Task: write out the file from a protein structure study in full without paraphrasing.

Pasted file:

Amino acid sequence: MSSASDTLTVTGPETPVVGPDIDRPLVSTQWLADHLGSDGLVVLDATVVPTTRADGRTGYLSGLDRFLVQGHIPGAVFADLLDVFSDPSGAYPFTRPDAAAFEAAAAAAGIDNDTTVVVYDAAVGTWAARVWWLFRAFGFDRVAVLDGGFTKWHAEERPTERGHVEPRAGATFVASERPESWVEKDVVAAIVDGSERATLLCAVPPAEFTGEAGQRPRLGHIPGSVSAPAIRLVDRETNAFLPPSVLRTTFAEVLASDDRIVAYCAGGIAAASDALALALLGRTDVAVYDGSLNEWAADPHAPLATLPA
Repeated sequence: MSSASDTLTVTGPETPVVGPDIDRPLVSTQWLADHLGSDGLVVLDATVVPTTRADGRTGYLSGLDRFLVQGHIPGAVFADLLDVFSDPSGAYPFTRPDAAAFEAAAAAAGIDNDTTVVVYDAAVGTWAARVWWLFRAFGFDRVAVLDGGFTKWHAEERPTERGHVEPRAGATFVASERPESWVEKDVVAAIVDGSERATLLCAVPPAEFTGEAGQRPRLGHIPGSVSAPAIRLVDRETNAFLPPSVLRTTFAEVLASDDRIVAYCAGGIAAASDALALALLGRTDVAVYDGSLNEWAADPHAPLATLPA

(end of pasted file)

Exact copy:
Amino acid sequence: MSSASDTLTVTGPETPVVGPDIDRPLVSTQWLADHLGSDGLVVLDATVVPTTRADGRTGYLSGLDRFLVQGHIPGAVFADLLDVFSDPSGAYPFTRPDAAAFEAAAAAAGIDNDTTVVVYDAAVGTWAARVWWLFRAFGFDRVAVLDGGFTKWHAEERPTERGHVEPRAGATFVASERPESWVEKDVVAAIVDGSERATLLCAVPPAEFTGEAGQRPRLGHIPGSVSAPAIRLVDRETNAFLPPSVLRTTFAEVLASDDRIVAYCAGGIAAASDALALALLGRTDVAVYDGSLNEWAADPHAPLATLPA
Repeated sequence: MSSASDTLTVTGPETPVVGPDIDRPLVSTQWLADHLGSDGLVVLDATVVPTTRADGRTGYLSGLDRFLVQGHIPGAVFADLLDVFSDPSGAYPFTRPDAAAFEAAAAAAGIDNDTTVVVYDAAVGTWAARVWWLFRAFGFDRVAVLDGGFTKWHAEERPTERGHVEPRAGATFVASERPESWVEKDVVAAIVDGSERATLLCAVPPAEFTGEAGQRPRLGHIPGSVSAPAIRLVDRETNAFLPPSVLRTTFAEVLASDDRIVAYCAGGIAAASDALALALLGRTDVAVYDGSLNEWAADPHAPLATLPA